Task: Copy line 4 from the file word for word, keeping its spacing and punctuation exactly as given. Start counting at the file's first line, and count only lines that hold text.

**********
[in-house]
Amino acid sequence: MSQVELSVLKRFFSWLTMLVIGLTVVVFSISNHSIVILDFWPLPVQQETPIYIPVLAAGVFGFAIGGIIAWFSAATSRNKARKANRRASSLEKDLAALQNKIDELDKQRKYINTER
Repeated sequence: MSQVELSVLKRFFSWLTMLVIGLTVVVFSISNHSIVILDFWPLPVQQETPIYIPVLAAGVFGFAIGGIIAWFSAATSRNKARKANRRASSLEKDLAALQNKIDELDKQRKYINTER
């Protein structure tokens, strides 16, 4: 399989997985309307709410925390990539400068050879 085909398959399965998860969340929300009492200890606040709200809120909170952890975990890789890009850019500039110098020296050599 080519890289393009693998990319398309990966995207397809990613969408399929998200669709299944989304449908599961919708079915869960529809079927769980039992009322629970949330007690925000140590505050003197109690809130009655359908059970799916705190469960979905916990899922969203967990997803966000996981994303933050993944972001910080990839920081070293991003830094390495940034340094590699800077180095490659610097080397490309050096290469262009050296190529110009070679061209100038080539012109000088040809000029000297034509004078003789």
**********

């Protein structure tokens, strides 16, 4: 399989997985309307709410925390990539400068050879 085909398959399965998860969340929300009492200890606040709200809120909170952890975990890789890009850019500039110098020296050599 080519890289393009693998990319398309990966995207397809990613969408399929998200669709299944989304449908599961919708079915869960529809079927769980039992009322629970949330007690925000140590505050003197109690809130009655359908059970799916705190469960979905916990899922969203967990997803966000996981994303933050993944972001910080990839920081070293991003830094390495940034340094590699800077180095490659610097080397490309050096290469262009050296190529110009070679061209100038080539012109000088040809000029000297034509004078003789």